My test-making philosophy (and psychology) is based on differentiating the poor from the mediocre students and the mediocre from the good and the good from the great. This is a philosophy that students do not particularly like because it means that I try to write difficult tests. Difficult is not tricky or nit-picky (although it is good to have a couple nit-picky questions), difficult is well-written, requiring reasoning and deeper thinking. When writing tests I try to avoid both ceiling and floor effects. Getting all the questions correct is possible but rare (i.e., no more than 1-3 students in a class of 50 should get 100%). I try to write my tests to have an average score in the mid 70s. Having an average in the mid 70s basically guarantees that there are no floor or ceiling effects and that the test is not too difficult that it is frustrating to too many people. I’m also a big believer in mercy so I like to curve grades (I only curve up, not down). I also usually provide students an opportunity to go back over their tests, correct what they missed and resubmit the tests so they can earn back 25% of the points that they missed. This helps students on the lower end more than on the higher end, but the ones on the high end don’t need higher grades.Do It Yourself Frontal Lobotomy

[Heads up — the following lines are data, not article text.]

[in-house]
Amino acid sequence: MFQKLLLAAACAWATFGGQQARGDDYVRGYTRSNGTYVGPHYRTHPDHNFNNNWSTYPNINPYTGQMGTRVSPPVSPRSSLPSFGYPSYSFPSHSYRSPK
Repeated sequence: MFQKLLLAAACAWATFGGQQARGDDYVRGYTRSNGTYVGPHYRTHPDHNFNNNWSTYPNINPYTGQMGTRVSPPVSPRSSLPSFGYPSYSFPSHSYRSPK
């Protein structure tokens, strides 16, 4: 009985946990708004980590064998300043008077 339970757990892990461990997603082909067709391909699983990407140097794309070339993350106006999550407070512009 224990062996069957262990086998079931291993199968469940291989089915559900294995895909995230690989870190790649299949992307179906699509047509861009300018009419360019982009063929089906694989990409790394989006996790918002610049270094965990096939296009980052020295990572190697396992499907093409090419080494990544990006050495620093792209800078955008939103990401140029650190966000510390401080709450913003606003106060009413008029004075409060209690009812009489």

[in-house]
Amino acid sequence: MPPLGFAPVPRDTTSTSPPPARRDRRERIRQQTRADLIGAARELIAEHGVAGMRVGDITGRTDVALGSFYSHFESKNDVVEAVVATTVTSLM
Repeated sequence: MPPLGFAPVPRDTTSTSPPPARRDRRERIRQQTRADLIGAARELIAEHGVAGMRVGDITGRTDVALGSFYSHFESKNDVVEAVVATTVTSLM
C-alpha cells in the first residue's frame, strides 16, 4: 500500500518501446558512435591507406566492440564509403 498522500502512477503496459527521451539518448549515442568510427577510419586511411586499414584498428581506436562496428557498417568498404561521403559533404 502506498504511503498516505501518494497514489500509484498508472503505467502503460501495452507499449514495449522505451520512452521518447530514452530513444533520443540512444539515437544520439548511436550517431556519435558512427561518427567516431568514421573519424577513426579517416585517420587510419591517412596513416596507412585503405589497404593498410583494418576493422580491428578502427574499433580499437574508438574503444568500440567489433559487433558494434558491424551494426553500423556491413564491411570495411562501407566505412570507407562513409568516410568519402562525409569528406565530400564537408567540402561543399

So now to test-taking strategies. Here are my Top 11 Multiple-Choice Test-Taking Strategies:

  1. Work through the test as quickly as possible answering the questions that you can answer right away. It’s okay to think about one for a little bit but if you can’t get it within a little bit, move on. On longer tests, there are often questions or answers that will help you answer some of the questions you didn’t know.
  2. It’s also okay to work from the end to the beginning or to skip around. Don’t skip around too much though, especially in tests structured by topic or chapter.
  3. Always go with your first impression about an answer unless you are sure that you need to change your answer or if your first impression was just a guess. There is conflicting evidence as to whether or notĀ first impressions are more accurate but in my experience they are.
  4. Look for patterns in answers. For example: A) James, Freud, and Watson; B) Thorndike, Skinner, and Watson; C) Thorndike, Piaget, and Ebbinghaus; D) Skinner, Thorndike, and Beck. In this case the answer is B) (assuming the question is something like which group of psychologists are all behaviorists?). Notice that Watson is repeated twice, Thorndike is repeated 3 times, and Skinner is repeated twice. If you knew nothing about the question you could use logic to figure it out. This does not always work but it often does.